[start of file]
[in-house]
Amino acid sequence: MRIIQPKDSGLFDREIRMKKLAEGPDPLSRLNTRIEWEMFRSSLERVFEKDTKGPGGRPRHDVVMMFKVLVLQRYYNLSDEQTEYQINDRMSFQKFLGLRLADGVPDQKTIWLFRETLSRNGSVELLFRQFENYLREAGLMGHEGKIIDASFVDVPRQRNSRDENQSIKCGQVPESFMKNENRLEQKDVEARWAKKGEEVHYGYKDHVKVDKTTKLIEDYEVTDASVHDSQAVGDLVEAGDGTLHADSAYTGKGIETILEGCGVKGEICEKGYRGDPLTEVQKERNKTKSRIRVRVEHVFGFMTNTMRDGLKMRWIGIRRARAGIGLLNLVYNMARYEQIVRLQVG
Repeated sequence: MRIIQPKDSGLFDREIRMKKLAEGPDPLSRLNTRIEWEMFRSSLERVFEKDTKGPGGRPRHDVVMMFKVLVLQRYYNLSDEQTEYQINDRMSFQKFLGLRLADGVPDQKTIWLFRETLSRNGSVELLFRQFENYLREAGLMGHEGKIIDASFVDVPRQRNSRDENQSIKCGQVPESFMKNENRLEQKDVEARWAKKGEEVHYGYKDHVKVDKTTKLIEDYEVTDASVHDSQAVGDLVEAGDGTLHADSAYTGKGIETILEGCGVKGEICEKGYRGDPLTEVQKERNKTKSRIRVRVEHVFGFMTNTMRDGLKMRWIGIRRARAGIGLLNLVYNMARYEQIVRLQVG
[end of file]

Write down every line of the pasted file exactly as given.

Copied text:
[in-house]
Amino acid sequence: MRIIQPKDSGLFDREIRMKKLAEGPDPLSRLNTRIEWEMFRSSLERVFEKDTKGPGGRPRHDVVMMFKVLVLQRYYNLSDEQTEYQINDRMSFQKFLGLRLADGVPDQKTIWLFRETLSRNGSVELLFRQFENYLREAGLMGHEGKIIDASFVDVPRQRNSRDENQSIKCGQVPESFMKNENRLEQKDVEARWAKKGEEVHYGYKDHVKVDKTTKLIEDYEVTDASVHDSQAVGDLVEAGDGTLHADSAYTGKGIETILEGCGVKGEICEKGYRGDPLTEVQKERNKTKSRIRVRVEHVFGFMTNTMRDGLKMRWIGIRRARAGIGLLNLVYNMARYEQIVRLQVG
Repeated sequence: MRIIQPKDSGLFDREIRMKKLAEGPDPLSRLNTRIEWEMFRSSLERVFEKDTKGPGGRPRHDVVMMFKVLVLQRYYNLSDEQTEYQINDRMSFQKFLGLRLADGVPDQKTIWLFRETLSRNGSVELLFRQFENYLREAGLMGHEGKIIDASFVDVPRQRNSRDENQSIKCGQVPESFMKNENRLEQKDVEARWAKKGEEVHYGYKDHVKVDKTTKLIEDYEVTDASVHDSQAVGDLVEAGDGTLHADSAYTGKGIETILEGCGVKGEICEKGYRGDPLTEVQKERNKTKSRIRVRVEHVFGFMTNTMRDGLKMRWIGIRRARAGIGLLNLVYNMARYEQIVRLQVG